There is no easy solution to this problem, whi
ch is actually many problems. I do believe that there is money for funding schools out there. State governments need to decide how important education is to the future of this country.

Cutting jobs is also taking away the enthusism of brilliant teachers. They are leaving the profession and seeking jobs in careers that aren't being tampered with by outside forces. I know of handfuls of people who would have been wonderful leaders in classrooms that simply gave up and sought other work.

The game continues to go on, but many are deciding to stop playing!

6 Comments:

At 5:12 AM, Blogger Jon said...

First off don't blindly beleive in the nonsense being fed that it is all the fault of NCLB under funding, that is the just the excuse Public Education likes to say when our kids education is taking the backseat to other pet projects at the state level. If Michigan truly only spends 6,000.00 per student on education I am glad I left Michigan after high school and I am raising my kids in Oklahoma where the state spend 11,000.00 per student. Sounds to me like the state isn't telling the whole truth when it comes education funding. All I can say is that NCLB takes a beating because Democrats enjoy attacking President Bush with it every chance they get and the states just go along for the ride.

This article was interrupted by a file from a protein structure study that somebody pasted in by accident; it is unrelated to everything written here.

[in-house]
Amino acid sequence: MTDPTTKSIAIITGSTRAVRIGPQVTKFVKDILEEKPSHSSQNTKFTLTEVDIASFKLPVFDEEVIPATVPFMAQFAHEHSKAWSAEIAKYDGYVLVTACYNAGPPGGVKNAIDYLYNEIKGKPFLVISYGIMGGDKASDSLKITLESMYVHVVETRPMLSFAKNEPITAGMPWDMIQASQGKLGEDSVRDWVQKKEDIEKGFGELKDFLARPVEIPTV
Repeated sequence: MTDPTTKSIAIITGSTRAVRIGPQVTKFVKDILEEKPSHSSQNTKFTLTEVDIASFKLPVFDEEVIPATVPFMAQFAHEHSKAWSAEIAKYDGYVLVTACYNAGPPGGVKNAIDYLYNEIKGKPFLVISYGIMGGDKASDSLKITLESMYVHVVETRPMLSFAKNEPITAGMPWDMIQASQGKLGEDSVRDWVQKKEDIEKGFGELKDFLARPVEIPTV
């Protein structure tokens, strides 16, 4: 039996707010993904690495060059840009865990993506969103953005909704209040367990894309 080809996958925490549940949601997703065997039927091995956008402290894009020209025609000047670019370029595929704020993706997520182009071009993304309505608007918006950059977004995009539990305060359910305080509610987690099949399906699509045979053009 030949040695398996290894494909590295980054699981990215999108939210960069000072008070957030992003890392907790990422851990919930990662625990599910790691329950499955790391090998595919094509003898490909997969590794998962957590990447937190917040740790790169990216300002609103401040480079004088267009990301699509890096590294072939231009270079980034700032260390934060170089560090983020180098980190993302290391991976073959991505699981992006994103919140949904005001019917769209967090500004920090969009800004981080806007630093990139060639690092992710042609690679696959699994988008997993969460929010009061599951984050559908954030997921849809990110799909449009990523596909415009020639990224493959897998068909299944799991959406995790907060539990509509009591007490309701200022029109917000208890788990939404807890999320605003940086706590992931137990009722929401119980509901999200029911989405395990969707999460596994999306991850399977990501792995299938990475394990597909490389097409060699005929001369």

At 6:31 AM, Blogger Tachizuno said...

Jon, Thanks for the input... I suggest you read up on your facts on NCLB.

I'm not going to convince you any differently about anything. I can clearly see that by your last sentence.

No, schools aren't underfunded solely because of NCLB. I guess writing a whole blog about other reasons was overlooked? It's a $6 billion dollar reason though, nationally.

Thanks for visiting.

 
At 4:26 AM, Anonymous Anonymous said...

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At 7:45 AM, Blogger Mama Mouse said...

I wish someone knew the answer but I think that it won't be coming anytime soon. What I know is that when I went to school I received a wonderful education at a private, parochial school. My husband went to the public school and his education and the school was comparable. We had the basics and we had approximately 50 students per teacher. Our schools weren't air conditioned ... instead we opened the windows to let the fresh air in on hot days.